Who’s Your Geek Reader?

 

READ THE FIRST TWO CHAPTERS OF MY BOOK: NIKOLAS AND COMPANY: THE MERMAN AND THE MOON FORGOTTEN

 

As a writer, we’re all aware of the need for readers–readers that review for story, for grammar and punctuation, and for readability. But we tend to forget about our geek reader. In any particular genre (fantasy genre being not the least of these), there are geeks. Readers who not only live, eat and sweat their geekery for a particular genre, but they consider themselves the geek gate keepers. They’re the first to cry, “there are no sparkly vampires!”, and the ones to remind you that “zombies could not walk on the ocean floor because their dead, bloated mass keeps them afloat(actually, the arguments still out on that).” Now, some of you writers are getting squeamish already, I know. I feel ya. Seriously, put MY beautiful manuscript in the hands of a raving geek?? I remember the first time I sent off a manuscript and concept art (drawn by Carlyle McCullough) to a geek friend of mine and he absolutely tore it a part. I cried like a man-child, wondering where it all went wrong. I realized something though, he was my benchmark. Geeks are the heart of fandom. Instinctively, they just know when something’s “awesome!!!!!” (I left off about five exclamation points for readability). They’re thee word of mouth. Frankly, for all the readership out there, it’s your geek reader that tells you if this is commercially viable – and that my friends, is a must. Let’s put the egos aside and realize that if we (or a publishing house) are going to put big money behind something, then your book should have the courtesy to make the money back.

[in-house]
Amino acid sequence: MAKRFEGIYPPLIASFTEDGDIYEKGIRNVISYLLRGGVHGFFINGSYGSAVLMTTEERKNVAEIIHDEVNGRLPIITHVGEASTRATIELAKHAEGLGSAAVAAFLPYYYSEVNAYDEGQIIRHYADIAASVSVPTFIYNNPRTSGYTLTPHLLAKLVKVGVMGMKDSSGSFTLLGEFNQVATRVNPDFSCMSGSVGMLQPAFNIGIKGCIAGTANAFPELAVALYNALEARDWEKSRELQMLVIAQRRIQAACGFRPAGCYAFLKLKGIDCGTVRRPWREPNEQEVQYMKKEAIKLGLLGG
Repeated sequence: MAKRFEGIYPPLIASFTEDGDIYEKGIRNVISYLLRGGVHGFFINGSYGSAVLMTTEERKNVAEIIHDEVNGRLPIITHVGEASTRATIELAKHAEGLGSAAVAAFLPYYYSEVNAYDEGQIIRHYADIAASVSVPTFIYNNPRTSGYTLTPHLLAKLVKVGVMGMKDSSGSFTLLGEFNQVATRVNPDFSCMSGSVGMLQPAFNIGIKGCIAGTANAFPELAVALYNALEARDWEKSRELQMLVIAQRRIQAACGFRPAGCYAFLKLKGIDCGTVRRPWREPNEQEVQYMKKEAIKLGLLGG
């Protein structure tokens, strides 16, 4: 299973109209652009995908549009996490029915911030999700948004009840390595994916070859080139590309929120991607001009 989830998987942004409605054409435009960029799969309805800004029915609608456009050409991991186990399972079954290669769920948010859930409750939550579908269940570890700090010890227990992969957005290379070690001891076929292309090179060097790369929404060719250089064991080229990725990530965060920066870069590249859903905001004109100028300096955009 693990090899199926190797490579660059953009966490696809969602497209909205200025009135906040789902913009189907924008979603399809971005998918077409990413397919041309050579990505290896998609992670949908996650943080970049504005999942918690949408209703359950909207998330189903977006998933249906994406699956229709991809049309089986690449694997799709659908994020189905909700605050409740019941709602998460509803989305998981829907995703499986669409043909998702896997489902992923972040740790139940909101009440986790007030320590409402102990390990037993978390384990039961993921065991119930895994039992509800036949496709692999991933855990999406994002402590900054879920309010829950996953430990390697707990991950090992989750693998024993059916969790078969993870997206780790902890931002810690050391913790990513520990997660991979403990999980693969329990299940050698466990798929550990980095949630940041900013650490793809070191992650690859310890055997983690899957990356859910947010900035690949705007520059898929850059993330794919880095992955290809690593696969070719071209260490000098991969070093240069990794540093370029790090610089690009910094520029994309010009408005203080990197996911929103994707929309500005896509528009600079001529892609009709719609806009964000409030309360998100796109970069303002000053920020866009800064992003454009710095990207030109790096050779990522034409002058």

And so I pulled myself up from my cheap carpet, stood up, reworked the manuscript and sent the concept art to Carlyle with suggestions. I then sent subsequent manuscripts and concept art to my geek friends. It was only when I got the veritable geek stamp of approval, “Awesome!”, that I knew it was time to ship.
Who’s your geek reader?

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6 thoughts on “Who’s Your Geek Reader?

  1. Outstanding post, Kevin. What’s amusing is that this echoes an upcoming blog post of mine that was inspired by some negative reader reviews of another author’s self-published novel. The tentative title is “Things authors don’t want to hear.” In fact, I’m going to link this post of yours to it.

    –Rick

    • Thanks Rick. I think we all have learned there is little room for ego when it comes to our work. We have to be open to constructive criticism and remember that our work will only be better for it.

  2. “They’re the first to cry, “there are no sparkly vampires!”’

    That seems to undermine your thesis a bit. A lot of vampire-geeks don’t like Twlight. Twilight has also made such a pile of money between the books and movies, that it’d probably take 100 more geek-pure vampire books to equal it in pure value. If the publishing company passed on Twilight because of vampire geeks, they would have made one of the most bone-headed publishing decisions in recent years.

    There’s a difference between appeasing the hardcore fans of a genre and wide-spread commercial appear. If you can hit both great, or if you want to target a niche audience on the long tail that’s also great, but I wouldn’t really say that geeks are necessarily taste-makers in a wide sense.